cmayna is giving you some great advice as well as others on the thread. Did you let the fish dry in the fridge overnight or out on a counter at room temp? I typically only dry mine for 1-2 hours with a small electric fan if I'm in a hurry. I don't wait until it is completely dry on the outside either. I like what cmayna said about batch size. I think the most I have ever done in my big chief (I have the front load version) is maybe around 8-10 pounds at a time. Granted it can do more but I started with very small batches (maybe 3 pounds of fillets) at first until I developed the level of smoke and flavors that I wanted.
I just re-read this from your last post:
i think we did everything right. the last batch of fish tastes good but it's so dang dry.
when we had the fish processed professionally in alaska it was moist-no hard outter shell. it tasted slightly smokey (we had some done with garlic/pepper, some cajun).
the fish we smoked ourselves is more like "squaw candy"-it has a hard outter shell, semi-dry meat. it's tasty ( i added cayenne pepper and garlic to the brine) and then added additional lemon pepper to some pieces, montreal steak seasoning to other pieces, and left some without additional seasoning. i even experimented by putting in two pieces without brining at all. it still dried out.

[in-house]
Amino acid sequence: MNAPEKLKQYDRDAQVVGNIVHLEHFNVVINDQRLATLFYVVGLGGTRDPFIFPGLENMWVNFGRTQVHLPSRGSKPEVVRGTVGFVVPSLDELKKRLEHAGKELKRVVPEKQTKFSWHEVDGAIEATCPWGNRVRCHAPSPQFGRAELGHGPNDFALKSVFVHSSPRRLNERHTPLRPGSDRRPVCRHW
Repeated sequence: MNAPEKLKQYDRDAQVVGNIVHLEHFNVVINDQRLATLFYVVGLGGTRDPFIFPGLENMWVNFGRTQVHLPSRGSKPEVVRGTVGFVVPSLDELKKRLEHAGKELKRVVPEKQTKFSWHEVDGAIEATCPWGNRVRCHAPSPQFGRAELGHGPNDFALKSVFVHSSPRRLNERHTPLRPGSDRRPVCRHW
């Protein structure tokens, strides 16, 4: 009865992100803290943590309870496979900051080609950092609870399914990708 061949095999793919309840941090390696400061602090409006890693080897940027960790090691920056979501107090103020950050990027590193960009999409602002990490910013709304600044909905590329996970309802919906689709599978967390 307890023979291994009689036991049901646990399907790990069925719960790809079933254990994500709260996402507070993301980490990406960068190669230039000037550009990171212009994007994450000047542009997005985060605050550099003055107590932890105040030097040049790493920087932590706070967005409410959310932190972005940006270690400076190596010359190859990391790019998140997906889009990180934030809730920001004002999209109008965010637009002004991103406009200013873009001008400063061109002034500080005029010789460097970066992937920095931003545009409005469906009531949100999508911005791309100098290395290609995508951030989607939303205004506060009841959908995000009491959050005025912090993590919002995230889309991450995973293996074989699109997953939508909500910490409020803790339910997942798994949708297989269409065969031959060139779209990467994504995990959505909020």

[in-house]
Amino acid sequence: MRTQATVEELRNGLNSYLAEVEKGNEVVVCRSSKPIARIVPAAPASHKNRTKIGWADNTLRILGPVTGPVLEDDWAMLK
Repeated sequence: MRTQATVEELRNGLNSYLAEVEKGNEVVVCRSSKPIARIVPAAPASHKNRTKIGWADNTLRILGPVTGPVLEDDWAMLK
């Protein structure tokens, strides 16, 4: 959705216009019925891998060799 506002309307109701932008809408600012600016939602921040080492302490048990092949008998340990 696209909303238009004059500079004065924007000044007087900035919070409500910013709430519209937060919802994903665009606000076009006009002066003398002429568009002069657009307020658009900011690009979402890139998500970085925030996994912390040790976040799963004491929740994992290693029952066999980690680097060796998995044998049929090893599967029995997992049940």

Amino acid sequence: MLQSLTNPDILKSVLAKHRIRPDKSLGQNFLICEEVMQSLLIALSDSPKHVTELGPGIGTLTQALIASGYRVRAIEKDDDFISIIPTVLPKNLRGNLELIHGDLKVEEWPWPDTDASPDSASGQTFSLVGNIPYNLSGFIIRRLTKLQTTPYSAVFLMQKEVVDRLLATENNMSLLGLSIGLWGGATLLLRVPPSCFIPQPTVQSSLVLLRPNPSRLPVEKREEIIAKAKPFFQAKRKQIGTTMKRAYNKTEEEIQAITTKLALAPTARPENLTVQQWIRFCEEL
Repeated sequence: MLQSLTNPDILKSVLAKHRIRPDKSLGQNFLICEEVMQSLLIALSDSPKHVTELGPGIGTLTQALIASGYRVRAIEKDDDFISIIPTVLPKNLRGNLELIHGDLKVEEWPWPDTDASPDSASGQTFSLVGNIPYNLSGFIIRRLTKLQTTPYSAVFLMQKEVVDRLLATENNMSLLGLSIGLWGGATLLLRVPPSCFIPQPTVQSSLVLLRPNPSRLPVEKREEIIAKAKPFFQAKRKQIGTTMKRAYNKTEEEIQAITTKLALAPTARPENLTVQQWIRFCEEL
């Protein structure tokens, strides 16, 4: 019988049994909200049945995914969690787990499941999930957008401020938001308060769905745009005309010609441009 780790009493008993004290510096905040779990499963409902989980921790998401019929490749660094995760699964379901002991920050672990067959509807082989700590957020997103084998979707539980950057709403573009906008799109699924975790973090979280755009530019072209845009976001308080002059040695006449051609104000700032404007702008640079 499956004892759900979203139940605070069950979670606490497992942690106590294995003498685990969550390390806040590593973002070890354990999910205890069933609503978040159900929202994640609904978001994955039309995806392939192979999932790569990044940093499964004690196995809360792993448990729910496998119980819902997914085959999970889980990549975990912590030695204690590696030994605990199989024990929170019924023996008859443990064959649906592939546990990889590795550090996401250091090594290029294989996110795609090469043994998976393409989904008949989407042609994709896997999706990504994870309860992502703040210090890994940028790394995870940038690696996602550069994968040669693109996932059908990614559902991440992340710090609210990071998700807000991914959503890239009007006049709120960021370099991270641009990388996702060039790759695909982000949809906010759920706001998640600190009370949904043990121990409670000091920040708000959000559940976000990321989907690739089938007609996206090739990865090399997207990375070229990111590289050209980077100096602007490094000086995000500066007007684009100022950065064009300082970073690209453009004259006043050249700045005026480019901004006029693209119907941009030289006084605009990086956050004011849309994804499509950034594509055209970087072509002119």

i used a regular meat thermometer and cooked unitl IT was 140-145 (it was hard to tell since the tails are so small).
however, we also smoked the bellies and they are juicier (more oil in them ) and moister.
It sounds to me like maybe what they did in alaska was a quick hot smoke of the salmon. The fish that I smoke have a somewhat hard (I would think firm would describe it better) outer shell and the inside is flaky and moist. Less so than if I had baked or grilled some fillets. I hope you don't give up yet. There is still a lot you can do with a big chief. Makes great jerky and smoked cheese in my never to be humble opinion.